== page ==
Breaking in a Savage 12FV 223


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Bear2000
September 20, 2007, 10:19 PM
I just picked up a Savage 12FX (actually, FVXP - I think the XP means "Dick's Sports" package) in .223 today. I was out the door for around $440 with a Simmons 4-12x40 scope after a variety of discounts. Not bad I think.

Anyway, this is my first high-power bolt action rifle (I'm graduating from a 10/22) and was wondering if anyone had any tips for breaking it in. Specifically, should I be using high quality ammunition for the break in? I picked up a 150 rounds of Ultramax 55 gr ($50) and 40 rounds of Remington UMC ($20). Novice that I am, I thought that the Ultramax - being all brass - would be better than, say, the cheap Wolf 223. After reading more about it here, I'm not so sure. While I doubt it's going to blow up my gun, I am worried that feeding it through might affect the long-term accuracy of the rifle.

Am I worrying too much?

Also, should I be cleaning the barrel after every shot or two for the first #? of shots?

Finally, anyone have any luck with Cabela's bulk 223 ammo, which seems competitive and comes in nifty boxes...

Anyway, thanks for your input. I'm new to the forum here, and new to shooting in general (I've only had the 10/22 for a week now and already felt the need for a .223!), but have learned a great deal from the posts on the board. I would have never considered the Savage, which I'm confident was a good choice for my first bolt action.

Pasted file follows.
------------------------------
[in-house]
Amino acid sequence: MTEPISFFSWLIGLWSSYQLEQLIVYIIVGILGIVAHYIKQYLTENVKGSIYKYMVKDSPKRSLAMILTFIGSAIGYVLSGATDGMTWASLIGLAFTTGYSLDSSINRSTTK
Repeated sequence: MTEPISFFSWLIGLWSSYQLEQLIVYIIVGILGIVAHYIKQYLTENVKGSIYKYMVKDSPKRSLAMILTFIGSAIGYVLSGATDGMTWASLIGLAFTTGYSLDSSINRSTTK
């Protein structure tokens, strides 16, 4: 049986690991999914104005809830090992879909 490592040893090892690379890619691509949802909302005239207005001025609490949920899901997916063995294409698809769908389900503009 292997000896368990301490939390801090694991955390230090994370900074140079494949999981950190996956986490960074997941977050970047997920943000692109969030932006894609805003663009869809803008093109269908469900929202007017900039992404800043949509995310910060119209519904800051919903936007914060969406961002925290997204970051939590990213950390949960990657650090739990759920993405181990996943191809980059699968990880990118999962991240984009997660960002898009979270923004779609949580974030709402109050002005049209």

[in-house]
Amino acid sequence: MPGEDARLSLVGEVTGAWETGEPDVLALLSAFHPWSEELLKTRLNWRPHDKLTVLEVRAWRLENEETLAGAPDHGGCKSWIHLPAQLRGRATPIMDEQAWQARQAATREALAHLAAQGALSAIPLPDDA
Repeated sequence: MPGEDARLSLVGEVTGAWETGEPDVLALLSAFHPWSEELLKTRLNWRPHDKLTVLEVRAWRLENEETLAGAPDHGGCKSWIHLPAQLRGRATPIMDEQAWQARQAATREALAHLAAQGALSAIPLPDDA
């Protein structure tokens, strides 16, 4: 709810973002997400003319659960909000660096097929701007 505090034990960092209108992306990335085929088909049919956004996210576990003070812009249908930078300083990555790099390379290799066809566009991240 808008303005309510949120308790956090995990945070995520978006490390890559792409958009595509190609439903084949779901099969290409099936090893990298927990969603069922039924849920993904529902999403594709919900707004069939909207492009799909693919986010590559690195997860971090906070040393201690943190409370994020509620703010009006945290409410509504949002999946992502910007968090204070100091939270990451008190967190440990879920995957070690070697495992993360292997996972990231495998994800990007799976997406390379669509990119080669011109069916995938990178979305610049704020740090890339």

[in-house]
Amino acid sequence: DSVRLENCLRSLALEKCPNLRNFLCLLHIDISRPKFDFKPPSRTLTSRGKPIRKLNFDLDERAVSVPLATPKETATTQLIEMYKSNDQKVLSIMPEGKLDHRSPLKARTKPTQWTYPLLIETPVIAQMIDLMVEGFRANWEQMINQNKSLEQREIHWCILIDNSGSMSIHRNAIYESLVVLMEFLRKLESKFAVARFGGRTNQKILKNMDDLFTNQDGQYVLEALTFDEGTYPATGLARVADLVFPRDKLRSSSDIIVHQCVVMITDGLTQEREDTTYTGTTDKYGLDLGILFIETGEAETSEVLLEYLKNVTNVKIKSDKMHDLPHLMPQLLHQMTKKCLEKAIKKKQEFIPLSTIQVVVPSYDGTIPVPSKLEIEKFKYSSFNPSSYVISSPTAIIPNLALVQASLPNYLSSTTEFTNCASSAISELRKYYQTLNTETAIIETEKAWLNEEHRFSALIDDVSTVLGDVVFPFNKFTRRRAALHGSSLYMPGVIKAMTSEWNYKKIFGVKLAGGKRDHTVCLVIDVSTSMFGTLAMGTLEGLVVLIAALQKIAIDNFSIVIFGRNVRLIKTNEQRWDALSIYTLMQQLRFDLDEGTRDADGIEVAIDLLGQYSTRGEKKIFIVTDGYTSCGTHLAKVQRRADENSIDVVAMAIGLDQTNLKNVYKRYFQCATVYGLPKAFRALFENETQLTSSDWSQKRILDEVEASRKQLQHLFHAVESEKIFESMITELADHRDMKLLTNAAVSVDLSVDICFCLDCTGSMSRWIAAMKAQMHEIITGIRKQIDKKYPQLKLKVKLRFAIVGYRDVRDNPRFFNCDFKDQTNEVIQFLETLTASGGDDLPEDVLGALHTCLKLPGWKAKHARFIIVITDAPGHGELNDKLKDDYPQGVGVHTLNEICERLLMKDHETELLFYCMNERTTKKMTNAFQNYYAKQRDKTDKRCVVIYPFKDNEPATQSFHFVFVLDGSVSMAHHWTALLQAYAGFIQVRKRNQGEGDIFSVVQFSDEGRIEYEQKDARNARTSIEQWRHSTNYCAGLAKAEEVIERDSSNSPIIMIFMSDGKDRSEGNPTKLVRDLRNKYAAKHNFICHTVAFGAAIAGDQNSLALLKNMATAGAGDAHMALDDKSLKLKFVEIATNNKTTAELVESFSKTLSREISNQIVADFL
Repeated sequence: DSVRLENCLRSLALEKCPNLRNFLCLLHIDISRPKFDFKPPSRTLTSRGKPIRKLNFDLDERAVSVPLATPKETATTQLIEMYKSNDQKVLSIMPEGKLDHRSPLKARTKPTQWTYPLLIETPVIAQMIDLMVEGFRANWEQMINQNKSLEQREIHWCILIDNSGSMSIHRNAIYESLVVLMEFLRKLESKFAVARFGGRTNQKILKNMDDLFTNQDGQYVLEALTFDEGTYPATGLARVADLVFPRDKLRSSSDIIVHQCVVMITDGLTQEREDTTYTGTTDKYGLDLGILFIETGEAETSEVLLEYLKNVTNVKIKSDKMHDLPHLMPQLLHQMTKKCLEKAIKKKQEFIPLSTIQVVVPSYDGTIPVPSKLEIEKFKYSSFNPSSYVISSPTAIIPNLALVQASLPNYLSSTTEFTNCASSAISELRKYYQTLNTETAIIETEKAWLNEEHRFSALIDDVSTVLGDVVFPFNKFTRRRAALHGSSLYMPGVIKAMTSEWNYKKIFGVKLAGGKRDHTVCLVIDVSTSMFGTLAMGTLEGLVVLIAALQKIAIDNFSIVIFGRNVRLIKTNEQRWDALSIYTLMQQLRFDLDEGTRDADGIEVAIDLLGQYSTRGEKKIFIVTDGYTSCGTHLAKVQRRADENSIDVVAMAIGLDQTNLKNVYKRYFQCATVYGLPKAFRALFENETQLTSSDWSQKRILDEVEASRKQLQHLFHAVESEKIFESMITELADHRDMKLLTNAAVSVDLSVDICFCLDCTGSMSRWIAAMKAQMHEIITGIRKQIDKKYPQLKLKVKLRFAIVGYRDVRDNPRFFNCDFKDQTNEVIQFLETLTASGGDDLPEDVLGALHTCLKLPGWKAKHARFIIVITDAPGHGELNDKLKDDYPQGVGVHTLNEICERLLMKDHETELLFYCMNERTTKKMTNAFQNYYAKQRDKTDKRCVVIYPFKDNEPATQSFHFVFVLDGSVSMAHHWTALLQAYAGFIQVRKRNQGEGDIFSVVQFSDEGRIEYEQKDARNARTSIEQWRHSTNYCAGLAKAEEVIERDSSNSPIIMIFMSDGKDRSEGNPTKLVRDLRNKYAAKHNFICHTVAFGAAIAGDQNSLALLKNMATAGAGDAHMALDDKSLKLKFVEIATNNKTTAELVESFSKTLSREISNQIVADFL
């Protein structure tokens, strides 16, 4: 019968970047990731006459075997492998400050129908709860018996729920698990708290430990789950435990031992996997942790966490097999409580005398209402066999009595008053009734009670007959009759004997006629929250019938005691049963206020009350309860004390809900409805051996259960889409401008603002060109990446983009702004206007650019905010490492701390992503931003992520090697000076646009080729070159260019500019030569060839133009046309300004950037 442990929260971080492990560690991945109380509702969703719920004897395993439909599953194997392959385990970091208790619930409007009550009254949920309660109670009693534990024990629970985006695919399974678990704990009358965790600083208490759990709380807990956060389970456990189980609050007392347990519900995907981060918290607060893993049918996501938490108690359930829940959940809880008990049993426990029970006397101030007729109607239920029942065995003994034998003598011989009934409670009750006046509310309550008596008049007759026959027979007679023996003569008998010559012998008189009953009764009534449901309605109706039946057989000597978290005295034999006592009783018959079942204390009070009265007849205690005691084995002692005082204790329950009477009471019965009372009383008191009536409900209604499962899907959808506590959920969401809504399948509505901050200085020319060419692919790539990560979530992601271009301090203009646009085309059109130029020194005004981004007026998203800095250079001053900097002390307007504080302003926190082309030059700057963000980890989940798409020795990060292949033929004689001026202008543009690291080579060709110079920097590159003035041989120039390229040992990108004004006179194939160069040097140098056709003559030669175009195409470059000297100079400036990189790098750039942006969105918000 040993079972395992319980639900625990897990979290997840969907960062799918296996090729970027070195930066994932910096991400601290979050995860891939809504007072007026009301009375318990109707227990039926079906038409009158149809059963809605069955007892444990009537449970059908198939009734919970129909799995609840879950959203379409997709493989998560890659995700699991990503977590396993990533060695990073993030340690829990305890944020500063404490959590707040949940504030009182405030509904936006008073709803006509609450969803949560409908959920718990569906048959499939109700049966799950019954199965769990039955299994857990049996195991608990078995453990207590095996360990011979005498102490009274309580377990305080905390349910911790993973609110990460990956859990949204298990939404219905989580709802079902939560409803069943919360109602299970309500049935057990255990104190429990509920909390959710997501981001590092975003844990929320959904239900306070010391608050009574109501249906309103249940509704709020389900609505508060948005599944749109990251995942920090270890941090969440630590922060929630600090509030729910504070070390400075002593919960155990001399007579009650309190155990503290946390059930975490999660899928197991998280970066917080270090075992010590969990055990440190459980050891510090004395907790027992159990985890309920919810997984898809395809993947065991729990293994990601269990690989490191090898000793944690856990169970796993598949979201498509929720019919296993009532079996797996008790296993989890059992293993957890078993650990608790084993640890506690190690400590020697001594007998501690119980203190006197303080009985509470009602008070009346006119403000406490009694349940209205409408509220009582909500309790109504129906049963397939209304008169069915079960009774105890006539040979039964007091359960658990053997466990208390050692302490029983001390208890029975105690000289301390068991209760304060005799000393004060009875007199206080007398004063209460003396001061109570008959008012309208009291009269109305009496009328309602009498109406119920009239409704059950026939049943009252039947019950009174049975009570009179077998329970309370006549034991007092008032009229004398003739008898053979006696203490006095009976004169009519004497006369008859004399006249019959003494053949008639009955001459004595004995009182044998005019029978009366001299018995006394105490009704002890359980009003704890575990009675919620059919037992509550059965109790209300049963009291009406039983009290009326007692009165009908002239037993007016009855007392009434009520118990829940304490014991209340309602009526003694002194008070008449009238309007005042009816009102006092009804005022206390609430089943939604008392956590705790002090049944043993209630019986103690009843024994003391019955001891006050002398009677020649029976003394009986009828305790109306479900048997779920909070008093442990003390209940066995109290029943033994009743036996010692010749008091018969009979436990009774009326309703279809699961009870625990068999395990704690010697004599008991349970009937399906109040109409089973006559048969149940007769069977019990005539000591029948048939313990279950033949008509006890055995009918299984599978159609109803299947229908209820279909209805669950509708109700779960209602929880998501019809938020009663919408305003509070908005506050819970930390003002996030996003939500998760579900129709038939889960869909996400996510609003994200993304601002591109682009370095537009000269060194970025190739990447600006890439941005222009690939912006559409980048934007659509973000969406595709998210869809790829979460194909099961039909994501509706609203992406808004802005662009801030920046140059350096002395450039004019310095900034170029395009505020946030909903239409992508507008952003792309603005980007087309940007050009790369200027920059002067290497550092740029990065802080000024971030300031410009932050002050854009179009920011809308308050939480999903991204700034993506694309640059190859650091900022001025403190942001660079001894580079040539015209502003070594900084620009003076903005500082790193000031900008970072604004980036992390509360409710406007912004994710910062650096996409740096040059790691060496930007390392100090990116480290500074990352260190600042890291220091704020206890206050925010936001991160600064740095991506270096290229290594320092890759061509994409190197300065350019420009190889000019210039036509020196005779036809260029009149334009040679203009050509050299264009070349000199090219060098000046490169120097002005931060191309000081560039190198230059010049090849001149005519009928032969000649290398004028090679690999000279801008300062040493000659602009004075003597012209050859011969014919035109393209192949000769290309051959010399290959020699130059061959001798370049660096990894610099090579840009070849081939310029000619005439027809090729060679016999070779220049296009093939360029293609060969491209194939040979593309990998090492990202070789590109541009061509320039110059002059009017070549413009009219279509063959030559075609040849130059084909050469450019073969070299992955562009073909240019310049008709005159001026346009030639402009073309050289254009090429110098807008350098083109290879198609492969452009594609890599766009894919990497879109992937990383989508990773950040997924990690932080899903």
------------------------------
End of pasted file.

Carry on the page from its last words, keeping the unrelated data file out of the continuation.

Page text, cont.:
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Bartkowski
September 20, 2007, 10:28 PM
I shoot 7.62x39 wolf ammo, and have had no problems so I would say that you will be safe. And accuracy shouldn't be affected by shooting this ammo, but you shouldn't expect great accuracy from this ammo. Anyway, the gun should be very accurate, tell us how it shoots.

RugerOldArmy
September 20, 2007, 10:31 PM
Barrel break-in procedures are a religion for some, but I'm an athiest and shoot them normally. New Savage barrels are known to copper foul at first. I'd bring some Sweets or other strong copper remover, and expect less from the first 150 shots or so. After that, Savages are good shooters. I reload, so I can't comment on factory ammo much, but after those first 150, try some Black Hills with the 69 Gr Sierra bullets. My .223 Savage liked them a lot.

tbtrout
September 20, 2007, 10:33 PM
You are going to get replies for breaking in and for just shoot it and have fun. Personally I think a break in procedure is a myth invented by ammo companies to sell more ammo. Not to mention a waste of good shooting time when you have to clean a barrel after each shot. Shoot it and have fun. Use your ammo for practice and not thinking of it as break in shots. Sight in your scope and enjoy your rifle.

SUBMOAS
September 20, 2007, 10:33 PM
Straight from Lilja Barrels.......
Break-in Procedure